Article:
As Coca-Cola introduces a new brand positioning, Marketing Week contributor Matthew Valentine highlights companies from different sectors that have a strong sense of purpose, with important takeaways for the travel industry
At a time when virtually every market is crowded, and when concerns about issues such as climate change are becoming increasingly important, brands are finding that they have to stand for something more than just being good at what they do.
“Brand purpose” can sound like jargon – but it is an increasingly important strategy in a world where customers are often overwhelmed with choice, helping a brand stand out from the crowd. Fundamentally, brand purpose is what a brand stands for.
Brands such as The Body Shop have always campaigned for human rights and environmental issues. But strategies that used to mark companies as outliers from standard behaviour are now becoming mainstream.
Customers could be forgiven for thinking that a market-leading brand like Coca-Cola had any higher purpose at all. But its new “Better when we’re open” pan-European brand positioning, launched last month, will see it take on a bigger role: in a world that is increasingly divided, Cola-Cola wants to be a brand that unites people.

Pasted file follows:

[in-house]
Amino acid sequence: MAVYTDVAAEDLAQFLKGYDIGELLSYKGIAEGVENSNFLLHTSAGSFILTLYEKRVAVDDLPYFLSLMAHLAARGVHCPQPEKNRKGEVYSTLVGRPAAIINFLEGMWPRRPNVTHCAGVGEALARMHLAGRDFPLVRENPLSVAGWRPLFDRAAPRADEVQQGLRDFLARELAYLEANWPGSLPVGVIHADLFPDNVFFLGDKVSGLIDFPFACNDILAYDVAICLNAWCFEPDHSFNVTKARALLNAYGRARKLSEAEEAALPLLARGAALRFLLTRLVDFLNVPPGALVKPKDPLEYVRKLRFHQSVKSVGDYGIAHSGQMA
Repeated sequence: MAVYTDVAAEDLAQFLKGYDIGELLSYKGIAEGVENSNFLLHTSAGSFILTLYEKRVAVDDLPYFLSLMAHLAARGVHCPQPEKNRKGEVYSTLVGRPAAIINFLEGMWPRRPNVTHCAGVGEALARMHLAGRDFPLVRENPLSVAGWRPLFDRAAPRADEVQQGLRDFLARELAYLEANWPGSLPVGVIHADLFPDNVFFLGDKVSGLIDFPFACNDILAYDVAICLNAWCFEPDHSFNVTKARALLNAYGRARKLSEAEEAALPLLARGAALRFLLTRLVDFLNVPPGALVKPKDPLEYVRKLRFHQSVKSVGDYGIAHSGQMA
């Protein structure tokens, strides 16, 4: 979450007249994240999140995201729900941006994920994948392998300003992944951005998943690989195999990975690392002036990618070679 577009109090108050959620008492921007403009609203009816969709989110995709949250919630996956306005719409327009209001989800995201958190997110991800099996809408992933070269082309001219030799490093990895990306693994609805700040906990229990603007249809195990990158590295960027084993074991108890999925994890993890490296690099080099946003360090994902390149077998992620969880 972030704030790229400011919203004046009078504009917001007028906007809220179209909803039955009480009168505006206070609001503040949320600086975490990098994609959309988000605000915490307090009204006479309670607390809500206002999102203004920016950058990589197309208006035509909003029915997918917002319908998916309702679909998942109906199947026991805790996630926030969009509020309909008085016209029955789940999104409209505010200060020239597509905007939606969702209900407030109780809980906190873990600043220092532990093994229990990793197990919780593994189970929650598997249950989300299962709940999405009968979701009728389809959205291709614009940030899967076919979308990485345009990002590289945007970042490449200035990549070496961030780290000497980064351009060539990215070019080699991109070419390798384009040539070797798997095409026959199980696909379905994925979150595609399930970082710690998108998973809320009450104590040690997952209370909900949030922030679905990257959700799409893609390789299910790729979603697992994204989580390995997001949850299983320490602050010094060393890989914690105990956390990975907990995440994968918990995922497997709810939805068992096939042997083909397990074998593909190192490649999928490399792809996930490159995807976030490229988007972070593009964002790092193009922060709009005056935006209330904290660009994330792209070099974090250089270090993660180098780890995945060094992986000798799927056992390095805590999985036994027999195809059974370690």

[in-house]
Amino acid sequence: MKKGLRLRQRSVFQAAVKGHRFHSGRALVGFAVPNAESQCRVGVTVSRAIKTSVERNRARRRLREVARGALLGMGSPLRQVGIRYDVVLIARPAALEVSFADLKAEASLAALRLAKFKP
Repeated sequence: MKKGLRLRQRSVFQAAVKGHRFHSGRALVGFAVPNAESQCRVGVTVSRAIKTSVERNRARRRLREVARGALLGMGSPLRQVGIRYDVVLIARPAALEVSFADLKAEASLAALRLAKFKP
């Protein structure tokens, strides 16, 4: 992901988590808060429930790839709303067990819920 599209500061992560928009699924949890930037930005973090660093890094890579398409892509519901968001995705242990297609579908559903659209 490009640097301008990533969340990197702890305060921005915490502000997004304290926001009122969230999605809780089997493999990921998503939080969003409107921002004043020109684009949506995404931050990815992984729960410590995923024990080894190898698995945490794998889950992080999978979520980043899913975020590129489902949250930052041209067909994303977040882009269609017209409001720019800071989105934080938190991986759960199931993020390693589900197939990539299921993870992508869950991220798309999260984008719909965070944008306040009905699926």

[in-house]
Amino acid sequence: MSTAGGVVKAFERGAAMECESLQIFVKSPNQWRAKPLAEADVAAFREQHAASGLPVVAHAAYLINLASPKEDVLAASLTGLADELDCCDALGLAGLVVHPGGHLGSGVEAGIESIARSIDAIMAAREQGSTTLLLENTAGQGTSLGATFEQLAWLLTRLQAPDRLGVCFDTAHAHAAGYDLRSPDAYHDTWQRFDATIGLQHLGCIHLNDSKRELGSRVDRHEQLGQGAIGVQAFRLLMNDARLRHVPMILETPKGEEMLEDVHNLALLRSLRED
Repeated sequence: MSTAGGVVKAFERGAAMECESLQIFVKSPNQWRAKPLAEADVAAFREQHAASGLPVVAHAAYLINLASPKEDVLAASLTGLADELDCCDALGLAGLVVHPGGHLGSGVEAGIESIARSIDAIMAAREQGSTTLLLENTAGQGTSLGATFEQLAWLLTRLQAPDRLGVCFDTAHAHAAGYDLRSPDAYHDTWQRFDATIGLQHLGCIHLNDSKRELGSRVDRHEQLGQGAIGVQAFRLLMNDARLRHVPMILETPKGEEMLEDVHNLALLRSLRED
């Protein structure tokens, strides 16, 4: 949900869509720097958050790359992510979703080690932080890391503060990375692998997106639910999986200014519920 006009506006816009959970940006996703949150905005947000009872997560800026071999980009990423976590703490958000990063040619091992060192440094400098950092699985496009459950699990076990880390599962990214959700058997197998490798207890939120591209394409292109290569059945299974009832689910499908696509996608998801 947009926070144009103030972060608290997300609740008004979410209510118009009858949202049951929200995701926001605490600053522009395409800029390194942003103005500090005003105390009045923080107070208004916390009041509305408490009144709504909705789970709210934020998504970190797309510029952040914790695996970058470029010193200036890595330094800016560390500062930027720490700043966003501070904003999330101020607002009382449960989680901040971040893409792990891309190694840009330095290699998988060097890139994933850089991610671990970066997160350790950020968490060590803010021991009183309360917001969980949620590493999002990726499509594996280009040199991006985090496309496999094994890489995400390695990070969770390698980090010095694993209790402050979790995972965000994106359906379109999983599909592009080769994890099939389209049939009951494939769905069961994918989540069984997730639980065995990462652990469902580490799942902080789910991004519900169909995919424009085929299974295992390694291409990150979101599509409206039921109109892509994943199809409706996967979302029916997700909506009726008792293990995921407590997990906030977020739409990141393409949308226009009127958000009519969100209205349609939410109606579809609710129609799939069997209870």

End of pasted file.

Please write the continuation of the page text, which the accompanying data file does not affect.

The brand’s marketing director for Western Europe explains: “There is a fundamental truth that no matter where you look, in any country around the world, we are more divided than ever. Coca-Cola is a brand that needs to embrace different angles and facets, and we need to talk about the problems that are relevant today.”
Coca-Cola has pledged to end the use of plastic shrink-wraps across multipacks, launched pink packaging to support Breast Cancer Awareness Month and introduced new technology that uses ocean waste plastic to create bottles.
Unilever is undertaking similar commitments. It has announced plans to create a “circular economy” for plastics, ensuring it creates zero waste by halving its use of virgin plastic and helping to collect and process more than it uses. The group is being supported by environmental group the Ellen MacArthur Foundation, and has adopted a “Less, Better, No” plastic framework.
Dominic Weiss, CSO of marketing group ZAK Agency, says that brands have to know what really motivates their customers if they are to appeal to them with a brand purpose strategy. And he cautions that brands must be sincere. “Youth audiences are smart and savvy. They get how marketing works. If you try and fake purpose, it will not end well for you,” he says.
G Adventures has a strong brand purpose, with a mission to support diverse communities through tourism. Managing director Brian Young says it is getting more important for brands to reflect the issues that motivate their customers.
He says: “Most customers now will ask ’What does this brand stand for? If I travel with, or buy a product from this brand, what more is sat behind it? Where is the doing good element?”
Standing for something more than the service you provide is key to motivating both customers and staff, says Young. “It has to be intrinsic to the operations of the company,” he says.